As a child, Gov. Chris Christie dreamed of going to the Pennsylvania town that hosts the Little League World Series. Monday, he made it there. “As a 12-year-old, I always wanted to come to Williamsport. It’s taken me 36 years to get here, but I have arrived,” Christie said.Although it wasn’t quite the same as playing for a championship Little League team, Christie was something of an all-star when he walked into a small Republican campaign office in this small, working-class city to the cheers of about 75 people. He was there to campaign for Pennsylvania Republican gubernatorial candidate Tom Corbett, the state’s elected attorney general and, like Christie, a former U.S. attorney.
With just three weeks to go before Election Day, Corbett has been leading in the polls against Democrat Dan Otorano. But Christie was the main attraction at this event, where locals familiar with the tough-talking, Jersey guy governor from cable news shows and viral internet videos rushed to shake his hand. Many thought should run for president in 2012, no matter how many times he says he’s not interested.
Cynthia Furey, 61, stopped Christie on his way out to take a picture with him. She called Christie “our savior” and told him he should run for president.
“He’s authentic. He just tells it like it is. He’s a real person – down to earth,” Furey, a retired pre-school teacher who lives in nearby Cogan Station, Pa., said. Furey shrugged at Christie’s unequivocal statements that he’s not running for higher office. “They always say that,” she said.
The rally was the latest stop for Christie, who has spent much of the last month on the stump to drum up publicity and raise money for Republican candidates across the country.
Talk of Christie as a presidential contender has only grown with his travels. On Friday, conservative firebrand Ann Coulter joined the chorus, saying Christie has to run for president “for his country.” On Saturday, Christie topped a presidential straw poll at a Virginia tea party group’s convention, garnering 15 percent of 1,560 votes cast to edge out Rep. Ron Paul (R-Tex.), former Alaska Gov. Sarah Palin and former House Speaker Newt Gingrich.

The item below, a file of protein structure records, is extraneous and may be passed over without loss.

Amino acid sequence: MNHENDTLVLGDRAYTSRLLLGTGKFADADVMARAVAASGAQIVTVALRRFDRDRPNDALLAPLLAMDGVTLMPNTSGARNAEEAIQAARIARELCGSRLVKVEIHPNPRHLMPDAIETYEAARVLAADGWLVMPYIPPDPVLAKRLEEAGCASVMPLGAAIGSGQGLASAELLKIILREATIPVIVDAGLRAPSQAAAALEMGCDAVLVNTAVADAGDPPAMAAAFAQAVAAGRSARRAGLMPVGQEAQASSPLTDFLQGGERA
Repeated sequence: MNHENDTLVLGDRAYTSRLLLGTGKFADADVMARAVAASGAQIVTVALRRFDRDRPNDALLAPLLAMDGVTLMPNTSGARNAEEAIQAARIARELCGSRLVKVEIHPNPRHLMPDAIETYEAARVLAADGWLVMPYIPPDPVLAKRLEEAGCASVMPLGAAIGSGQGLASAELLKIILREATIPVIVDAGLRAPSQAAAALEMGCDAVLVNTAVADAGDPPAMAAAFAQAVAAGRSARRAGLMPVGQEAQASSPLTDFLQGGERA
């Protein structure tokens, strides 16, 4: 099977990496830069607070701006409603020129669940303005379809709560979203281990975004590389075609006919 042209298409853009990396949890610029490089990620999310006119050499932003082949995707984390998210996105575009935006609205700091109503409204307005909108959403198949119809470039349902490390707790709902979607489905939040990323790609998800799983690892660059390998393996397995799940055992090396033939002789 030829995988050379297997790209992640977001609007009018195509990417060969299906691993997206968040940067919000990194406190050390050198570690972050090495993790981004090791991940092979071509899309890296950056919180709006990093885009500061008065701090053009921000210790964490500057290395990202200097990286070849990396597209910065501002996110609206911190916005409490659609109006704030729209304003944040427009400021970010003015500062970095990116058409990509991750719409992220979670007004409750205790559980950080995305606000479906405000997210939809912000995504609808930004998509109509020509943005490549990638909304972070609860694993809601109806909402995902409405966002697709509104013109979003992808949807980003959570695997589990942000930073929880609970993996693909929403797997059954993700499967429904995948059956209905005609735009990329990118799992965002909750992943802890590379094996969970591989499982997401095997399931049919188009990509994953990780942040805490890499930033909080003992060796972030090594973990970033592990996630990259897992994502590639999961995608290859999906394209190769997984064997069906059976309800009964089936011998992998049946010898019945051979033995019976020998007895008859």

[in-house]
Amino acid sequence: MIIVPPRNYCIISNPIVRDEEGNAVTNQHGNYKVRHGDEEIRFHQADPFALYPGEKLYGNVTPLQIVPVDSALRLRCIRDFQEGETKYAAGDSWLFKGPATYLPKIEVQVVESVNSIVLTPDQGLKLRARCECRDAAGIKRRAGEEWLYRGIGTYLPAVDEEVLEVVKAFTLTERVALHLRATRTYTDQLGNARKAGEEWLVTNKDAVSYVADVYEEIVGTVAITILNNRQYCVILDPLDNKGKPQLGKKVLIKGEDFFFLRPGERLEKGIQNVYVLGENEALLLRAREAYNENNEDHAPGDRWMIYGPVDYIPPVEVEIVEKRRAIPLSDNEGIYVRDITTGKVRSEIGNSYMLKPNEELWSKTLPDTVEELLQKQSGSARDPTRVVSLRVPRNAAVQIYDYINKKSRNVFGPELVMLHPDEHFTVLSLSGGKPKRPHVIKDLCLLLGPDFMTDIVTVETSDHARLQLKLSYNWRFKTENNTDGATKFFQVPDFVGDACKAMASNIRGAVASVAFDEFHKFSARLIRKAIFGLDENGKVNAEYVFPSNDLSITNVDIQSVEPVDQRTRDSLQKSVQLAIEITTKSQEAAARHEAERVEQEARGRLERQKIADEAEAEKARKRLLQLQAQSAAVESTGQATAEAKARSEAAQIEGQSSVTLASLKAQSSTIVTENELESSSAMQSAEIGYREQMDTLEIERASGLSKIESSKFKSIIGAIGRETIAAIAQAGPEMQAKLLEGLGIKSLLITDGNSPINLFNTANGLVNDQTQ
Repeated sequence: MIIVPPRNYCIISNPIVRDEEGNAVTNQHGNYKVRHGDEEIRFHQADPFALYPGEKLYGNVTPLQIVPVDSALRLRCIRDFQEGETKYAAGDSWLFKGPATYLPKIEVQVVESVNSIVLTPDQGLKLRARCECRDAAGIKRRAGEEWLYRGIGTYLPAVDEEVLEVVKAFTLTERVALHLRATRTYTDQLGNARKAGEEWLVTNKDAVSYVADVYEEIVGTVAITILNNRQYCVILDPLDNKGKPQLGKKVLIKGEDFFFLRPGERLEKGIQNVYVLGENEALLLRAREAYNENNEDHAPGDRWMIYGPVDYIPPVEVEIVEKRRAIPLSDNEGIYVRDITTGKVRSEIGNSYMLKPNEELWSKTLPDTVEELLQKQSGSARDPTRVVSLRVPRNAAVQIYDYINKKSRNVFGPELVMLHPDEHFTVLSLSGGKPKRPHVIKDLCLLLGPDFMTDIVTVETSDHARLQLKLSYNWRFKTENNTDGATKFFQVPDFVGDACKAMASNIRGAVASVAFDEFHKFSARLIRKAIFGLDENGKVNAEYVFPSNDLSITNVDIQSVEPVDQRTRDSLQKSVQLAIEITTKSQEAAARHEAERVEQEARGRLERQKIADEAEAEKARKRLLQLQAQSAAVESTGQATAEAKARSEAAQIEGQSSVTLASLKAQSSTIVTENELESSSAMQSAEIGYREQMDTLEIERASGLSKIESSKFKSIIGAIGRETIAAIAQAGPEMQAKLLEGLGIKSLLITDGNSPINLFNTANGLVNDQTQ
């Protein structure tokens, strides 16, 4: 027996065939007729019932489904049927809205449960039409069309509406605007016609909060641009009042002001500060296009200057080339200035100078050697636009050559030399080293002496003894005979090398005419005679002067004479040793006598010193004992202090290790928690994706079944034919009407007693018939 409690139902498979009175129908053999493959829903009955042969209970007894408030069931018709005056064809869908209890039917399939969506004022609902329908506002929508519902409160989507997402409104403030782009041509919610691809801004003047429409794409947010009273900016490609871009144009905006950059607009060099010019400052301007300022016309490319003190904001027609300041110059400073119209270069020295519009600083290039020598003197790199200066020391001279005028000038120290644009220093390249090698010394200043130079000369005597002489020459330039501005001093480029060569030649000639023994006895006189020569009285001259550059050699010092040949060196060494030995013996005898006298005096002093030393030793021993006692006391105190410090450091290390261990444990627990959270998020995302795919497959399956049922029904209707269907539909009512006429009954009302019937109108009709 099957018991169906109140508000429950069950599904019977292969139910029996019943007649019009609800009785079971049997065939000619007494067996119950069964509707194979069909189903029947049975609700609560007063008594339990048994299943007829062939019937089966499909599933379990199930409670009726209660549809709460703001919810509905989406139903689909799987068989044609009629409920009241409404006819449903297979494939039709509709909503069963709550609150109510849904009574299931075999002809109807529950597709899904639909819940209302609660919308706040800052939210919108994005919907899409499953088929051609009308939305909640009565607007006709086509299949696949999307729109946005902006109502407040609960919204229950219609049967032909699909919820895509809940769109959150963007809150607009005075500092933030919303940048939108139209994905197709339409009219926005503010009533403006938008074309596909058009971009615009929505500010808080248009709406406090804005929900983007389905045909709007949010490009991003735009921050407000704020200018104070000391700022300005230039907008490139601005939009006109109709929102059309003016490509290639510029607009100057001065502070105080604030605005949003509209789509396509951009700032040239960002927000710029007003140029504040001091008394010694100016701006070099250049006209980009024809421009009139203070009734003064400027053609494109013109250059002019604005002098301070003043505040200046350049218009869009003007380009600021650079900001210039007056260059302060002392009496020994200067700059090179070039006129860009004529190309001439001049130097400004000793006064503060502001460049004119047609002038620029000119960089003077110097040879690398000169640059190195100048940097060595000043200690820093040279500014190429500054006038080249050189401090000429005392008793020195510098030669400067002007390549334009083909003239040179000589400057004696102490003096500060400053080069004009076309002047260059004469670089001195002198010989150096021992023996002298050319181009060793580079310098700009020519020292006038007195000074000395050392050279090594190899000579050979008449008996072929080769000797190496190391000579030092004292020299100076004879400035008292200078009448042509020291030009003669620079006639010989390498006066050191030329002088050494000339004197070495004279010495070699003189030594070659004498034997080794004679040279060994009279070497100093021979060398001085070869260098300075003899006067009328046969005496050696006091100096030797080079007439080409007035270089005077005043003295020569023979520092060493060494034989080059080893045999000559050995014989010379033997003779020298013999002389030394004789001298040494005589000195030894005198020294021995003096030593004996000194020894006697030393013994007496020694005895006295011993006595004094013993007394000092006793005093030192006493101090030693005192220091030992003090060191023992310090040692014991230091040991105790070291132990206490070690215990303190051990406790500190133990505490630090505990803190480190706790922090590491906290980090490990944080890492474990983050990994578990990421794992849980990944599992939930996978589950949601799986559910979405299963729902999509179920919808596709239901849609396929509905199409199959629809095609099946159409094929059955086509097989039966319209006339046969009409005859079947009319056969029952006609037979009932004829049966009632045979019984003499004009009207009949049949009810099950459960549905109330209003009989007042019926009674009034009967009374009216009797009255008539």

In his speech, Christie avoided the topic, focusing instead on his battles with Democrats who control the New Jersey Legislature and comparing Corbett’s campaign against Onorato to his campaign last year against former Gov. Jon Corzine, whom he repeatedly described as “desperate.”
Christie talked about closing a $2.2 billion budget deficit last year and an $11 billion deficit this year, painting Democrats as “rubbing their hands in glee” at the prospect of him having to raise taxes to fill the gap and then shocked into submission when he cut the budget instead. He recounted vetoing the millionaires’ tax within 30-seconds of receiving it from the legislative leadership, then watching Democrats pass his proposed budget largely unchanged.
N.J. Gov. Chris Christie is adamant that he does not want to run for President
“When you get the opportunity to lead, folks like Tom and I know how to grab the reins and lead,” he said.
Corbett compared his record as a prosecutor to Christie’s, saying that, like Corzine, Onorato has painted him as lacking executive experience. “The parallels are amazing,” he said. “We understand the issues that face state government. They require tough decisions.”
Christie left the event without taking questions, then headed to a closed-door, $250 per-head fundraiser for Corbett in a nearby hotel, which he left through a back exit.